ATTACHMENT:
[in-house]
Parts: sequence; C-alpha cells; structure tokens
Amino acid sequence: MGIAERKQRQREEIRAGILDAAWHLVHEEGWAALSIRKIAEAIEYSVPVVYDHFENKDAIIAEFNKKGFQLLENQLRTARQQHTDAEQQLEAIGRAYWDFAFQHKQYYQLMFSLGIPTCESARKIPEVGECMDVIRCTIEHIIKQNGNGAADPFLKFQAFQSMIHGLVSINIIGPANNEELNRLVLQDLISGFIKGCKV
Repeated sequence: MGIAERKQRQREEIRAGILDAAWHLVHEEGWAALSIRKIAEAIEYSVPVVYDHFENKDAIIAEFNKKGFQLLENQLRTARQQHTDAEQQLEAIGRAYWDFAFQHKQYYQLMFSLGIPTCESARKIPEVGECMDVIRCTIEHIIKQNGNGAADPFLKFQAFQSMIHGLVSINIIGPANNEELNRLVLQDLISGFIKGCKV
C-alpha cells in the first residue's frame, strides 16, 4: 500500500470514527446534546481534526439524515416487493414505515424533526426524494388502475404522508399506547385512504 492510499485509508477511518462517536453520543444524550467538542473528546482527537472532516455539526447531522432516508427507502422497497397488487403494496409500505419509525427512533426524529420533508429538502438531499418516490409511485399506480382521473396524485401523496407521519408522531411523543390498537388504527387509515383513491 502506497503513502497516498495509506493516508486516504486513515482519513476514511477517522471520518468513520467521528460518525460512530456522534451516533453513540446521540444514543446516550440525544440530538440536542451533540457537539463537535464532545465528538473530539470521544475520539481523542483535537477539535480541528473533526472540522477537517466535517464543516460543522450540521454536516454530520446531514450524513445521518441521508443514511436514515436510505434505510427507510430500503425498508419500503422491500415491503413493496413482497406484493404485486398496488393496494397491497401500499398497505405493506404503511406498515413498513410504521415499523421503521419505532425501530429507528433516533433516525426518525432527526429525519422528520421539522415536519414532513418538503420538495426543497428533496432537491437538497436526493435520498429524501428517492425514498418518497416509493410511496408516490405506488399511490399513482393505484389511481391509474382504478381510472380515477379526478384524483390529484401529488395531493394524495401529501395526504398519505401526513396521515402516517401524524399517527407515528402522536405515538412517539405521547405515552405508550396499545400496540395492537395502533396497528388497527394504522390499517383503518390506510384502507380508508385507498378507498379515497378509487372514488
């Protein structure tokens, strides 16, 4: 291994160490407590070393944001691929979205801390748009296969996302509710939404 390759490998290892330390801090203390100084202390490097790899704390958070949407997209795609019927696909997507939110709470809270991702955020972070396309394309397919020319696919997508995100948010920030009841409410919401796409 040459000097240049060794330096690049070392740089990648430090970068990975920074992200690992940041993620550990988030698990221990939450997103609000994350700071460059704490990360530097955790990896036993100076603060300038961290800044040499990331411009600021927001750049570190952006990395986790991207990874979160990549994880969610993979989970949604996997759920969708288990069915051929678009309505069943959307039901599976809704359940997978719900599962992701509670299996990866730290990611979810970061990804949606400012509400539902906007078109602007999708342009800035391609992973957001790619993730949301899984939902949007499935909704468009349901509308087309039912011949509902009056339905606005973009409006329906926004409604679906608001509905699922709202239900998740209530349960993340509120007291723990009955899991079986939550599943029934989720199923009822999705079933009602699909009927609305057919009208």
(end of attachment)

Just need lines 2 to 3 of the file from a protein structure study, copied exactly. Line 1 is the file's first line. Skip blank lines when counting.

Parts: sequence; C-alpha cells; structure tokens
Amino acid sequence: MGIAERKQRQREEIRAGILDAAWHLVHEEGWAALSIRKIAEAIEYSVPVVYDHFENKDAIIAEFNKKGFQLLENQLRTARQQHTDAEQQLEAIGRAYWDFAFQHKQYYQLMFSLGIPTCESARKIPEVGECMDVIRCTIEHIIKQNGNGAADPFLKFQAFQSMIHGLVSINIIGPANNEELNRLVLQDLISGFIKGCKV